- That “unprecedented” mid-year shake up of bus transportation as provided by Columbus City Schools—which is necessary because their service has been completely messed up all year—is underway. District staffers announced, with some misplaced pride if you ask me (which, as usual, no one did), that new bus and routing information was winging its way to homes across our area via snail mail right this very minute. As an aside, we learned in this piece that more than 14,000 charter/private/STEM school students are transported daily. Interesting. You know what would also be interesting to know? How many additional choice-attending students applied for transportation but were deemed impractical and offered payment instead, as well as how many district school-attending students aren’t eligible for transportation due to the close proximity of their homes to their buildings. Once we have those variables in place, we can probably solve for X. You know what I mean. (Columbus Dispatch, 12/7/22)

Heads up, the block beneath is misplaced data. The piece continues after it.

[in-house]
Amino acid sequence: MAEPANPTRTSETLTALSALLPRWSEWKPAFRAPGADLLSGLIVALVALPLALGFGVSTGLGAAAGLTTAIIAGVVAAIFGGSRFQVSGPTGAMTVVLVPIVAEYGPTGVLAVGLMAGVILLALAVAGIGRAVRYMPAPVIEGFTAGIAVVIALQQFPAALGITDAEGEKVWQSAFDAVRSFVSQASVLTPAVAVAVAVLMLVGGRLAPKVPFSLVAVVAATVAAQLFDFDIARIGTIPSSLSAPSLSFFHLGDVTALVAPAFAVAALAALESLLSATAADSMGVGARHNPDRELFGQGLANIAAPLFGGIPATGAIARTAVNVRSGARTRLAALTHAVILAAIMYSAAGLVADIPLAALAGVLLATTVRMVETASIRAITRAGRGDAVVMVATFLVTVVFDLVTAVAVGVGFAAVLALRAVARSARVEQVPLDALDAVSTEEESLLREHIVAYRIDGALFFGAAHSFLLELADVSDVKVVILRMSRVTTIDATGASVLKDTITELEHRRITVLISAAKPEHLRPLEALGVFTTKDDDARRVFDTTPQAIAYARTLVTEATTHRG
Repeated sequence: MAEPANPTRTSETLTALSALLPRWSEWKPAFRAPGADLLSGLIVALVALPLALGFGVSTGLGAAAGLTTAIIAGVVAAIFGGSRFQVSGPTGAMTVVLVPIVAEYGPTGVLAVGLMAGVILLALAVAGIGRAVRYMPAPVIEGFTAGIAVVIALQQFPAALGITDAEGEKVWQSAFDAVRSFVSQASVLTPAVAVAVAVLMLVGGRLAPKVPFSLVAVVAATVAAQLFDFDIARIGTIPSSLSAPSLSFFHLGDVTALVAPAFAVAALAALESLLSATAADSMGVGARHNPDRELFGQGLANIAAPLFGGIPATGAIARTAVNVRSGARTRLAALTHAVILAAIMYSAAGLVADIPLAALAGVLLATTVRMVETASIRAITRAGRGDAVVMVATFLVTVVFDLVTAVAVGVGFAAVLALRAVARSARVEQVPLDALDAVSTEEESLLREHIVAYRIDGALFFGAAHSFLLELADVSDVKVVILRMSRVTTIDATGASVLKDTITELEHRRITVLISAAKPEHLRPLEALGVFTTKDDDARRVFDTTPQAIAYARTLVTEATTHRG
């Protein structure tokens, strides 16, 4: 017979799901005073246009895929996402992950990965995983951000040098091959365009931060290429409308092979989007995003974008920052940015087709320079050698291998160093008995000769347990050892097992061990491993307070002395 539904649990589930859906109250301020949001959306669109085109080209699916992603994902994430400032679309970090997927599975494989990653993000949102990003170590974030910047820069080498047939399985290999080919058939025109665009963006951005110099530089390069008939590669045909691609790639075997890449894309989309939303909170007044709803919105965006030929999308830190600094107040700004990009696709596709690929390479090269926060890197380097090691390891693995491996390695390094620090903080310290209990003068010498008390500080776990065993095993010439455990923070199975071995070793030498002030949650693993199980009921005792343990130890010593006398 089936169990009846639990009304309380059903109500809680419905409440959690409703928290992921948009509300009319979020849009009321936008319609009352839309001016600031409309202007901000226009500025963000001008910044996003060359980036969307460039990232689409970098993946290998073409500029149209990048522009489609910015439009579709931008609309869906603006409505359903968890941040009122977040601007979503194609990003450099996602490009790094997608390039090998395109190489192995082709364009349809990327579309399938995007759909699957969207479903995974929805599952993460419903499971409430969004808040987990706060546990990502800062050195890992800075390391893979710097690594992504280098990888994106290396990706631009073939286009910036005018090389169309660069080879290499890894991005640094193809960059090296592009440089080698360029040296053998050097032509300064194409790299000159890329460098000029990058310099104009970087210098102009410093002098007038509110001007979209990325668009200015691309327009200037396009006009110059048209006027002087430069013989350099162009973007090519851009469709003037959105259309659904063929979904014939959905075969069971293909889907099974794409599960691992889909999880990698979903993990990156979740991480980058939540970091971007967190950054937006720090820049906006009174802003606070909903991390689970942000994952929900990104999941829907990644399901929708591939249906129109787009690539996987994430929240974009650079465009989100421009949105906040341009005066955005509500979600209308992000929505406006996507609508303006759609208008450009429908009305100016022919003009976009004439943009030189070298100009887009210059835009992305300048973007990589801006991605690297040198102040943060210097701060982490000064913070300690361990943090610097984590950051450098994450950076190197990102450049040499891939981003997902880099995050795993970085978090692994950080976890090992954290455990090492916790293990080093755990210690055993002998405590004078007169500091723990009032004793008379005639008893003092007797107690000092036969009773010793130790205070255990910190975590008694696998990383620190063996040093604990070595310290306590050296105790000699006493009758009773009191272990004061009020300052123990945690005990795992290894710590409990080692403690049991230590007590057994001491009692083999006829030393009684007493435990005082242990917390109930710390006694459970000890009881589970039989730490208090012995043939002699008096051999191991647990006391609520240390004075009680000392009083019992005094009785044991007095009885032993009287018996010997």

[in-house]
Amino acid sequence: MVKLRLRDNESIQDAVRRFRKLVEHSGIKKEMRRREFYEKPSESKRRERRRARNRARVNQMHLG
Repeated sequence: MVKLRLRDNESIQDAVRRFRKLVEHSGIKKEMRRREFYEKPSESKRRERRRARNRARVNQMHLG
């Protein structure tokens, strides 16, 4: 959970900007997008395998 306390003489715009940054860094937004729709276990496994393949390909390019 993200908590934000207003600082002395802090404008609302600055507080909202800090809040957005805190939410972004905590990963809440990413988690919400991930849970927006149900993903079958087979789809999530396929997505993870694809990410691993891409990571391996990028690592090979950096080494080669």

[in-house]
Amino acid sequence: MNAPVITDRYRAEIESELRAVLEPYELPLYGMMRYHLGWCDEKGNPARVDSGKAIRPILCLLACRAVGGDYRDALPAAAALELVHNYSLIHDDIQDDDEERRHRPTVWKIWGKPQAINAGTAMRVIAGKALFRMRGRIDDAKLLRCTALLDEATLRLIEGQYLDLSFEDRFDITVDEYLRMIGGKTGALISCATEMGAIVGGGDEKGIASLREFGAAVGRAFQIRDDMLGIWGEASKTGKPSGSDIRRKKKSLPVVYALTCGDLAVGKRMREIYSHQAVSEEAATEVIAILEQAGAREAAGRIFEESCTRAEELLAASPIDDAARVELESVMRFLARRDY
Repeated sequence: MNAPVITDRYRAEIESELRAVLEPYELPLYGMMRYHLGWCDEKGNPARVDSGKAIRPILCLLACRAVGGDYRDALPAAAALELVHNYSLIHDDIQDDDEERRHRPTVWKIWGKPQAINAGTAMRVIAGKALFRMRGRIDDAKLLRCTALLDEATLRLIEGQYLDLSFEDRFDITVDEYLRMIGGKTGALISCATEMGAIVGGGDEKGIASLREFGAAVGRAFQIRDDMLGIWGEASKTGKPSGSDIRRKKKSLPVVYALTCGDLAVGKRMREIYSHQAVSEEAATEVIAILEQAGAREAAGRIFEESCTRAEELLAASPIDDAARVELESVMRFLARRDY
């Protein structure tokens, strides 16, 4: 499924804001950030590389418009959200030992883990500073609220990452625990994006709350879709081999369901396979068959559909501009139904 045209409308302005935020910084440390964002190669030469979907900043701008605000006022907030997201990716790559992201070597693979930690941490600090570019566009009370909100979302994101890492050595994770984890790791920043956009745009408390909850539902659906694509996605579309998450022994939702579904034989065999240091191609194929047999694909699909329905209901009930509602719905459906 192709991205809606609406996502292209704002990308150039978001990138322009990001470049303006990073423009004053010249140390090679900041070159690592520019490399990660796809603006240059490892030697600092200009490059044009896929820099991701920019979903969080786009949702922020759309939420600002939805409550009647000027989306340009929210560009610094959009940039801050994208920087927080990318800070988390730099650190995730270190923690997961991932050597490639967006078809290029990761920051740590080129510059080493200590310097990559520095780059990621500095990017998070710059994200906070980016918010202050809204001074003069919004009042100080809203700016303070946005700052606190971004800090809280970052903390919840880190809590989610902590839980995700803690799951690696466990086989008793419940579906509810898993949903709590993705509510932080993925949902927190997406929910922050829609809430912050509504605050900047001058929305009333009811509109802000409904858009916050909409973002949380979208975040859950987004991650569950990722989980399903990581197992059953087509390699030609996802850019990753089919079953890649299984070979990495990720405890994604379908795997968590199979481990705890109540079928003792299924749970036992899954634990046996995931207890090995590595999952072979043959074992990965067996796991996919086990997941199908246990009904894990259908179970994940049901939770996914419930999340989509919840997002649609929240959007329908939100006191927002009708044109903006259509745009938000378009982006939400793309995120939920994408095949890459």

- Meanwhile, Senate Bill 178 was amended and voted out of committee yesterday. In case you’ve forgotten (hah!) that’s the one which would restructure the statewide K-12 oversight structure in Ohio. Next stop: The Senate floor. (Cleveland.com, 12/6/22)
- Students taking Home 101 at Taylor High School in Three Rivers Local School District, are taught “cooking” among a list of other “routine tasks associated with home ownership and maintenance” that includes plumbing, electric, and carpentry. Sure doesn’t sound like the home ec class I remember from the ancient 20th Century. It seems that the intro course was so popular that it spawned a hardcore career-focused follow up called Home 201. That course focuses on students designing, building, marketing, and selling tiny houses from the ground up. I was hoping for some gourmet cookery to follow on from 101, but alas that does not seem part of the deal. (Local 12 News, Cincinnati, 12/5/22)
- Against the odds and bucking the national trend, union watchdog Mike Antonucci reports that the Ohio Education Association was the only state affiliate of the NEA that reported a gain in membership during the 2021-22 school year. It added six members. Kudos. (The 74, 12/7/22)
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